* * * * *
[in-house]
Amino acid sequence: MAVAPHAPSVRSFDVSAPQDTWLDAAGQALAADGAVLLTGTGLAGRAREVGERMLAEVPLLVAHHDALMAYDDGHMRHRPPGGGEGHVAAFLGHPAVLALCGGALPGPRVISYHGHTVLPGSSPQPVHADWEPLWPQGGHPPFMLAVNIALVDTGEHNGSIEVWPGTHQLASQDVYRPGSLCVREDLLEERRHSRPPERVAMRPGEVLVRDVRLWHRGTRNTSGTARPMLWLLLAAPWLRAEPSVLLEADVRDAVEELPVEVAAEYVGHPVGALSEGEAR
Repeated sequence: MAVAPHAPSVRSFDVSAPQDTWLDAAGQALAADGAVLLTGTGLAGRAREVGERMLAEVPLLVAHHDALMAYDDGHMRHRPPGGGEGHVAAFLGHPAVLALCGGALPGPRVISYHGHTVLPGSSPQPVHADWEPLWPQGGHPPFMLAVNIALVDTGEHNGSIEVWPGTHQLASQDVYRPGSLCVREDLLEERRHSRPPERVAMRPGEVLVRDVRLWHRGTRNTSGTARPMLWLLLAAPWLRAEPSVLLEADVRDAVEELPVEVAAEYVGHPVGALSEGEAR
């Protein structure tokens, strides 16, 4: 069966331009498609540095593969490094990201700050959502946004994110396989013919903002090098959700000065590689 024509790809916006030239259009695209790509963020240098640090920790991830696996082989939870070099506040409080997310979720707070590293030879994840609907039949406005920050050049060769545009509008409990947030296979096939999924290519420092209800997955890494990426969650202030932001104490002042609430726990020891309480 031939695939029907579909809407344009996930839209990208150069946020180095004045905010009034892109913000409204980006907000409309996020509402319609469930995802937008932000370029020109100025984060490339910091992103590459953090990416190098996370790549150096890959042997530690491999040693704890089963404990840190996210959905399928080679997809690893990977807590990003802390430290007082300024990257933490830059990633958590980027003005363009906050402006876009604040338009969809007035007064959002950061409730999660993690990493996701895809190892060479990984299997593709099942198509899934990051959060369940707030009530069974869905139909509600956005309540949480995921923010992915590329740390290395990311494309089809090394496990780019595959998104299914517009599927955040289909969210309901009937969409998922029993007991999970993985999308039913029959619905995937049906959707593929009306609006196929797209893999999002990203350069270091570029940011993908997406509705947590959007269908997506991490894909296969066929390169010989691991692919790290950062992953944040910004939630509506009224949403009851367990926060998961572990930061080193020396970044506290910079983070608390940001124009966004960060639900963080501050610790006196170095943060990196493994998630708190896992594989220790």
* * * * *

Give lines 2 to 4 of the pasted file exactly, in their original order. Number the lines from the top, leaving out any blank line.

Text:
Amino acid sequence: MAVAPHAPSVRSFDVSAPQDTWLDAAGQALAADGAVLLTGTGLAGRAREVGERMLAEVPLLVAHHDALMAYDDGHMRHRPPGGGEGHVAAFLGHPAVLALCGGALPGPRVISYHGHTVLPGSSPQPVHADWEPLWPQGGHPPFMLAVNIALVDTGEHNGSIEVWPGTHQLASQDVYRPGSLCVREDLLEERRHSRPPERVAMRPGEVLVRDVRLWHRGTRNTSGTARPMLWLLLAAPWLRAEPSVLLEADVRDAVEELPVEVAAEYVGHPVGALSEGEAR
Repeated sequence: MAVAPHAPSVRSFDVSAPQDTWLDAAGQALAADGAVLLTGTGLAGRAREVGERMLAEVPLLVAHHDALMAYDDGHMRHRPPGGGEGHVAAFLGHPAVLALCGGALPGPRVISYHGHTVLPGSSPQPVHADWEPLWPQGGHPPFMLAVNIALVDTGEHNGSIEVWPGTHQLASQDVYRPGSLCVREDLLEERRHSRPPERVAMRPGEVLVRDVRLWHRGTRNTSGTARPMLWLLLAAPWLRAEPSVLLEADVRDAVEELPVEVAAEYVGHPVGALSEGEAR
């Protein structure tokens, strides 16, 4: 069966331009498609540095593969490094990201700050959502946004994110396989013919903002090098959700000065590689 024509790809916006030239259009695209790509963020240098640090920790991830696996082989939870070099506040409080997310979720707070590293030879994840609907039949406005920050050049060769545009509008409990947030296979096939999924290519420092209800997955890494990426969650202030932001104490002042609430726990020891309480 031939695939029907579909809407344009996930839209990208150069946020180095004045905010009034892109913000409204980006907000409309996020509402319609469930995802937008932000370029020109100025984060490339910091992103590459953090990416190098996370790549150096890959042997530690491999040693704890089963404990840190996210959905399928080679997809690893990977807590990003802390430290007082300024990257933490830059990633958590980027003005363009906050402006876009604040338009969809007035007064959002950061409730999660993690990493996701895809190892060479990984299997593709099942198509899934990051959060369940707030009530069974869905139909509600956005309540949480995921923010992915590329740390290395990311494309089809090394496990780019595959998104299914517009599927955040289909969210309901009937969409998922029993007991999970993985999308039913029959619905995937049906959707593929009306609006196929797209893999999002990203350069270091570029940011993908997406509705947590959007269908997506991490894909296969066929390169010989691991692919790290950062992953944040910004939630509506009224949403009851367990926060998961572990930061080193020396970044506290910079983070608390940001124009966004960060639900963080501050610790006196170095943060990196493994998630708190896992594989220790």